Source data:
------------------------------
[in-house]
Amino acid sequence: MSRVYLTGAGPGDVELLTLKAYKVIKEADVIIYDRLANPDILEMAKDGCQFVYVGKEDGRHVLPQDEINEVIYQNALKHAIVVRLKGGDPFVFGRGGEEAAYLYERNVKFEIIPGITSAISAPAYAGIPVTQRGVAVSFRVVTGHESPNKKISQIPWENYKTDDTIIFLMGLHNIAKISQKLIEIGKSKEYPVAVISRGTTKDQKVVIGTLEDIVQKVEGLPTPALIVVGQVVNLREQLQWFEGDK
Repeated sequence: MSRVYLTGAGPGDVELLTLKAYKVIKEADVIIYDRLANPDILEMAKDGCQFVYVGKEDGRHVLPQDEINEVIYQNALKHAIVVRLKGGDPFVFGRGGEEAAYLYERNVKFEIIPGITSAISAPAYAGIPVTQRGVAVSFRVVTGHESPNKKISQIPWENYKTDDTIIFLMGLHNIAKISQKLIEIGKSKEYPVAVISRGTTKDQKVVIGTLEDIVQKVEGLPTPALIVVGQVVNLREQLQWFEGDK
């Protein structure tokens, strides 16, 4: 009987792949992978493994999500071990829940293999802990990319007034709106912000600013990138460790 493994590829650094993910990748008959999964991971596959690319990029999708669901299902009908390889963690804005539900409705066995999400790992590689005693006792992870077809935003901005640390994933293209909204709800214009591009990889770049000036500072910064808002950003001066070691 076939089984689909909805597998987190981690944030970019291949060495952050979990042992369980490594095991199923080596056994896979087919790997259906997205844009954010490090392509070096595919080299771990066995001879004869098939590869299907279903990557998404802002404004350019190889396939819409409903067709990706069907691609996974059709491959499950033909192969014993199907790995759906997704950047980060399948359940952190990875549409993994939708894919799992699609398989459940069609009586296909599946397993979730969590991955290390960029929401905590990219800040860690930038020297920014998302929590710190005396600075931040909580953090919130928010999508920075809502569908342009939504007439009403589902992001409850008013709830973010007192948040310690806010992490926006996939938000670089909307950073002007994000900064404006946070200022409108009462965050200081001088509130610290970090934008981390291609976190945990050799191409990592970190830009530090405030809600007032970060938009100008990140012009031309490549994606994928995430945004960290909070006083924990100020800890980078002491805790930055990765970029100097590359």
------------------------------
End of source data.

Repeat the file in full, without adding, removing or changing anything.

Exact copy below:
[in-house]
Amino acid sequence: MSRVYLTGAGPGDVELLTLKAYKVIKEADVIIYDRLANPDILEMAKDGCQFVYVGKEDGRHVLPQDEINEVIYQNALKHAIVVRLKGGDPFVFGRGGEEAAYLYERNVKFEIIPGITSAISAPAYAGIPVTQRGVAVSFRVVTGHESPNKKISQIPWENYKTDDTIIFLMGLHNIAKISQKLIEIGKSKEYPVAVISRGTTKDQKVVIGTLEDIVQKVEGLPTPALIVVGQVVNLREQLQWFEGDK
Repeated sequence: MSRVYLTGAGPGDVELLTLKAYKVIKEADVIIYDRLANPDILEMAKDGCQFVYVGKEDGRHVLPQDEINEVIYQNALKHAIVVRLKGGDPFVFGRGGEEAAYLYERNVKFEIIPGITSAISAPAYAGIPVTQRGVAVSFRVVTGHESPNKKISQIPWENYKTDDTIIFLMGLHNIAKISQKLIEIGKSKEYPVAVISRGTTKDQKVVIGTLEDIVQKVEGLPTPALIVVGQVVNLREQLQWFEGDK
């Protein structure tokens, strides 16, 4: 009987792949992978493994999500071990829940293999802990990319007034709106912000600013990138460790 493994590829650094993910990748008959999964991971596959690319990029999708669901299902009908390889963690804005539900409705066995999400790992590689005693006792992870077809935003901005640390994933293209909204709800214009591009990889770049000036500072910064808002950003001066070691 076939089984689909909805597998987190981690944030970019291949060495952050979990042992369980490594095991199923080596056994896979087919790997259906997205844009954010490090392509070096595919080299771990066995001879004869098939590869299907279903990557998404802002404004350019190889396939819409409903067709990706069907691609996974059709491959499950033909192969014993199907790995759906997704950047980060399948359940952190990875549409993994939708894919799992699609398989459940069609009586296909599946397993979730969590991955290390960029929401905590990219800040860690930038020297920014998302929590710190005396600075931040909580953090919130928010999508920075809502569908342009939504007439009403589902992001409850008013709830973010007192948040310690806010992490926006996939938000670089909307950073002007994000900064404006946070200022409108009462965050200081001088509130610290970090934008981390291609976190945990050799191409990592970190830009530090405030809600007032970060938009100008990140012009031309490549994606994928995430945004960290909070006083924990100020800890980078002491805790930055990765970029100097590359």